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American Entrepreneurism Takes Gold in Vancouver

Posted by Jon Klein of The Topline Strategy Group on Thursday, Feb. 25, 2010 @ 10:45AM 

By Jon Klein

Though only 177 of the total 258 Olympic medals have been awarded so far, with Germany and the United States still battling  for medal supremacy (as of February 23, the US had 26 medals and Germany 23), the real winner of the 2010 games has already been decided : American entrepreneurism.

From 1964 until 2002, the United States' performance in the Winter Games could only be described as dismal. During that period, the US ranked no higher than 3rd and as low as 9th in the medal count and only earned between 5% and 10% of all medals awarded.

US Winter Olympic Performance Lagged from 1964 to 1998, but Has Improved Dramatically Since

However, US fortunes started to change in 2002, when the country ranked 3rd in the medal count and won an impressive 14.5% of the medals awarded. In 2006, the US rose to 2nd in the medal count and as of February 23rd, US performance at the 2010 Games has hit its highest water mark since 1952, ranking 1st in the medal count and winning 14.7% of the medals.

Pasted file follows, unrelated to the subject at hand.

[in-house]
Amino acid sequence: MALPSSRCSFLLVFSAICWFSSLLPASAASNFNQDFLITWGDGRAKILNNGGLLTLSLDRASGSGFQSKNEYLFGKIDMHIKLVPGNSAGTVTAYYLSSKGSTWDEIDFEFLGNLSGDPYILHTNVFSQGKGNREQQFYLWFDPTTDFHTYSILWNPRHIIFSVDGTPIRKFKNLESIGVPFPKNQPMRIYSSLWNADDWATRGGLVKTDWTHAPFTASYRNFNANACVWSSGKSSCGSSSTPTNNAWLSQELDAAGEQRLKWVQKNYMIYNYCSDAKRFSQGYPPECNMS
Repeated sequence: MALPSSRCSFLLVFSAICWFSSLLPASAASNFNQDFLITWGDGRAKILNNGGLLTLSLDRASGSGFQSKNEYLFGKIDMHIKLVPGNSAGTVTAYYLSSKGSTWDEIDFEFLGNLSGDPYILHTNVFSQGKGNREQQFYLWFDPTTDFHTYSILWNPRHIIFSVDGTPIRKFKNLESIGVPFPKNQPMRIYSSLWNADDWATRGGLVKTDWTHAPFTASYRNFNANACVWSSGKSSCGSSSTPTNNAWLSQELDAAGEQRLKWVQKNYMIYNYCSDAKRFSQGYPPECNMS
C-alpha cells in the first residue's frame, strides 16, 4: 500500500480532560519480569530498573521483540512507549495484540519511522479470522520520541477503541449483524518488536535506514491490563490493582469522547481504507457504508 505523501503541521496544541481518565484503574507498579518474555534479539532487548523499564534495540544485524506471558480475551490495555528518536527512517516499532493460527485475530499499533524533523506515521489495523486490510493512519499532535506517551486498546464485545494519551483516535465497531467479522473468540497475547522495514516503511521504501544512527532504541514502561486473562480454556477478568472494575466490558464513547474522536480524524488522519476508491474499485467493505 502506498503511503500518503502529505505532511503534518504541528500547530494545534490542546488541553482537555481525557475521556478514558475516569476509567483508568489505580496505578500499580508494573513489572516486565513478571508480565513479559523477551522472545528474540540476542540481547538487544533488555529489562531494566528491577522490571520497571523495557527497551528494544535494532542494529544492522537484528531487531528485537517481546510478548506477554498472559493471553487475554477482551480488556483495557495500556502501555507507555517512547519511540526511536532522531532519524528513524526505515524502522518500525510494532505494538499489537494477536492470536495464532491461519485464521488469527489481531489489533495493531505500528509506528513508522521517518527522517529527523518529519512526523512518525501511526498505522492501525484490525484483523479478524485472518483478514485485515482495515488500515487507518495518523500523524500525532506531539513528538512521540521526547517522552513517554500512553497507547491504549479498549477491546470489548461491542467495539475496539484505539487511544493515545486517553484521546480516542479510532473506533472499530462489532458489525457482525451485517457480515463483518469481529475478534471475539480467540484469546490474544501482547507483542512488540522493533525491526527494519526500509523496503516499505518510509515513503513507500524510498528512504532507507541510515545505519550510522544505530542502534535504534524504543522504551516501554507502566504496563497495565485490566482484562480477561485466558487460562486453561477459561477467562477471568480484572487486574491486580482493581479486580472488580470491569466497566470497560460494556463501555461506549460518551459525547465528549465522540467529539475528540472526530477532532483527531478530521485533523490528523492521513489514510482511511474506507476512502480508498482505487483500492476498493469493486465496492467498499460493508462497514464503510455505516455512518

So what happened to transform the US from Winter Olympics straggler to the champion of the games? If you think the reason is that a group of premiere Luge academies and Biathalon camps were established in the US to improve our training, guess again.  The answer is that over the last 20 years, the US has innovated its way to the top of the medal count. Of the 15 Olympic sports contested in Vancouver, one-third of them made their Olympic debut during or after the 1992 games: Snowboarding, Freestyle Skiing, Short Track Speed Skating, Skeleton, and Curling. The three of them that award the most medals (Snowboarding, Freestyle and Short Track) were primarily invented in the US and the US remains the unquestioned leader in these events.

2010 Winter Olympic Sports by the Year They Debuted in the Olympics

Notes: Despite Skeleton's presence in 1928 and 1948, the more relevant year for this analysis is 2002, the date it returned to competition. Mass Start Speed Skating, the forerunner to today's Short Track, was the popular form of the sport in the US and included in the 1932 Lake Placid games.